Data Parsing: What is It and What is It Used For?

Julia Smith
Julia Smith
Community manager @ SOAX20 May, 2022

“To parse” means to analyze strings of symbols or data elements and map semantic relationships between them for sense-making. Practical parsing applications are the home ground for researchers, developers, and data scientists.

Conceptually, parsing is a complex set of methods in Formal Logic, Computer Science, and Linguistics. To keep it to the point, we focus specifically on the parsing involved in web scraping for business needs.

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What is Data Parsing?

To understand parsing, you need to understand the difference between information and data. Parsing helps transform one into another.

Data is information with defined connections or syntax. The critical difference is that data allows us to draw inferences and perform logical operations.

For example, a list of names and another list of invoice totals are just two pieces of information, meaningless on their own. But once you connect each name with the corresponding number, they turn into your customer data.

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“Extracting data” is the term you often encounter in parsing discussions. It refers to detecting specific pieces of information in large, messy sources and reorganizing them according to the rules set by the user.

The names and invoice amounts from the example above could be scattered across your accounting app, among hundreds of other data strings. Your parser found them and “copied” to a spreadsheet next to each other.

Here are some examples of the jobs parsers do:

  • Format translation: extracting data from online survey results and saving it into a spreadsheet.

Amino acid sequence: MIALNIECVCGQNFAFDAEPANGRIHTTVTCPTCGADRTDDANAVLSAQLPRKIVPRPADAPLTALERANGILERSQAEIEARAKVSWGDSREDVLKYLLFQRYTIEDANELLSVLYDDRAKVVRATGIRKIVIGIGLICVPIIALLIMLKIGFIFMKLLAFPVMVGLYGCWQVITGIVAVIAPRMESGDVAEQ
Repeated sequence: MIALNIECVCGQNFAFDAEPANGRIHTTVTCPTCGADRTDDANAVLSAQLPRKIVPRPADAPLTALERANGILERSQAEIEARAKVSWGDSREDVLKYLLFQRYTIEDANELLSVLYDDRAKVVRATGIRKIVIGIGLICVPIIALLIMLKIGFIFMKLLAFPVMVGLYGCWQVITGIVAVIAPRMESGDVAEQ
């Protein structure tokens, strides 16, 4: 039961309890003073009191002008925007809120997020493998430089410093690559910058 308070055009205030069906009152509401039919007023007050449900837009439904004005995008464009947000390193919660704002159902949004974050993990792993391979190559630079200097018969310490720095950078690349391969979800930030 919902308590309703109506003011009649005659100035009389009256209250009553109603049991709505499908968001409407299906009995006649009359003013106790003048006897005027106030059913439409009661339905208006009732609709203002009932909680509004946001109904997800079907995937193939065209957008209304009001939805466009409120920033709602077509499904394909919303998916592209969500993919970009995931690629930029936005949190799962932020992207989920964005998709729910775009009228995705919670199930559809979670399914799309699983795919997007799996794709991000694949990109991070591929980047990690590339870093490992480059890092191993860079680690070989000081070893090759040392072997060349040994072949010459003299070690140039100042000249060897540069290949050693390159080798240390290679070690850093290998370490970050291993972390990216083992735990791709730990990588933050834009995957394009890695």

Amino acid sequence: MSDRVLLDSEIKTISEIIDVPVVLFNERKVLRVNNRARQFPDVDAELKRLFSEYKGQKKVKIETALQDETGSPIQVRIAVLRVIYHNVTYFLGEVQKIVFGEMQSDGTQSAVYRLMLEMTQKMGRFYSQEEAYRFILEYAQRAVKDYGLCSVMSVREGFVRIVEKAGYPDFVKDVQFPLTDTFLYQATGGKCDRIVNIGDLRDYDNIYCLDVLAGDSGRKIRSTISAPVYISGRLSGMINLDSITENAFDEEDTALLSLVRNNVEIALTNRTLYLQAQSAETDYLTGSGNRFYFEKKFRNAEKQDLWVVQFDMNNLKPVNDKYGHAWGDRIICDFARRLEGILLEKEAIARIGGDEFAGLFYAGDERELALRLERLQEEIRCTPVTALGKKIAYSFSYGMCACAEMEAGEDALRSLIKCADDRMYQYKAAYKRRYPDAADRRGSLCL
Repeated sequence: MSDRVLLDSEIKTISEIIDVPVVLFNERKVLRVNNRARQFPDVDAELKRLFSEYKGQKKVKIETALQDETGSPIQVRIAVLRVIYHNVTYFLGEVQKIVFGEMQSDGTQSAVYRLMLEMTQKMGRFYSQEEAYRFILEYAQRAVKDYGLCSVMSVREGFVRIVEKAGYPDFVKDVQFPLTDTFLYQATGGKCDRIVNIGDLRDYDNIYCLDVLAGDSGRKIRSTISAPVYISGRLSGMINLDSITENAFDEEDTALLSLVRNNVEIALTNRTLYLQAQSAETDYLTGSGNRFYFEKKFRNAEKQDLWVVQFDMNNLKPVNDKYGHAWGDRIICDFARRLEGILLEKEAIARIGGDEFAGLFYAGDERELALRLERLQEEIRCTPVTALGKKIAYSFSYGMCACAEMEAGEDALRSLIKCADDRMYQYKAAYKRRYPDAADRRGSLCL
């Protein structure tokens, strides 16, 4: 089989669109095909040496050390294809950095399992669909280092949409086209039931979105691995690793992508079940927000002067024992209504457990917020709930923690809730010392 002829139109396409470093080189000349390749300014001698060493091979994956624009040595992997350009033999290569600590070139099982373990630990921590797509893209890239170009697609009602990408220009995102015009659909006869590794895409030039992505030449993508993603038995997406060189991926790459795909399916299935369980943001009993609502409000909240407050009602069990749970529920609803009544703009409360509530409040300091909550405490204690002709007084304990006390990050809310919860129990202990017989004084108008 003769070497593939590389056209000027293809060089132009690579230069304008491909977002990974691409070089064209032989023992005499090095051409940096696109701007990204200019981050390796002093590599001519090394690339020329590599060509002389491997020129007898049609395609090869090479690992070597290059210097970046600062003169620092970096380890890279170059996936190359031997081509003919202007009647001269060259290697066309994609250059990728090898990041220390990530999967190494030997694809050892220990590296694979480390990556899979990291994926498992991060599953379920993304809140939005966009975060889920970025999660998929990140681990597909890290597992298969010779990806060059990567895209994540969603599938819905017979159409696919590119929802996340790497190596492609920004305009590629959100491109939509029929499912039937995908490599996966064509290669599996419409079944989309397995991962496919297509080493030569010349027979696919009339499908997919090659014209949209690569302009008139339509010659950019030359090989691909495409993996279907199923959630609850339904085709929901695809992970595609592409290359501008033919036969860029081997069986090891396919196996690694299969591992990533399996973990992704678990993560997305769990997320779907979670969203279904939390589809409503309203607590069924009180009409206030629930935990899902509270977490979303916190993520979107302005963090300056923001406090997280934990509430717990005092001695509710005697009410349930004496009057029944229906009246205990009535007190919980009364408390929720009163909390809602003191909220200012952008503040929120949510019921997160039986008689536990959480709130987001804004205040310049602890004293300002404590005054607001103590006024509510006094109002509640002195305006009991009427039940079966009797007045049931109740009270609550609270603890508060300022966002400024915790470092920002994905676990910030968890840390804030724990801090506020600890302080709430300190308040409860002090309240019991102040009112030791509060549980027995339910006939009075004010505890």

• “Cleaning” information by selectively removing irrelevant parts: parsing an HTML file and saving movie titles and their schedule into the database.
  • Structuring and organizing: extracting data from time trackers and arranging them into a monthly report.

What Can Data Parsing Be Used for?

Computer parsing is used whenever we utilize big data, once there is too much of it to organize it manually.

In Programming

Parsing is used as a part of the compilation process to “translate” high-level code into the low-level machine language a CPU can understand and execute (except for interpretable languages, where the process is slightly different.)

For Web Scraping

We already mentioned parsing in the context of web scraping before. There, parsing is a specific stage in the web scraping workflow.

A short reminder: the parts of the web scraping workflow are crawling, scraping, parsing, mathematical operations, and feeding it to a database.

HTML is not easily interpretable by a human. When scrapers retrieve HTML files, parsers transform them into a clean and readable form: numerical data, text fields, images, and tables. They even make it searchable. Or they can skip the human-readable form and change it into a format suitable for an analytical tool.

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For Feeding Machine Learning Models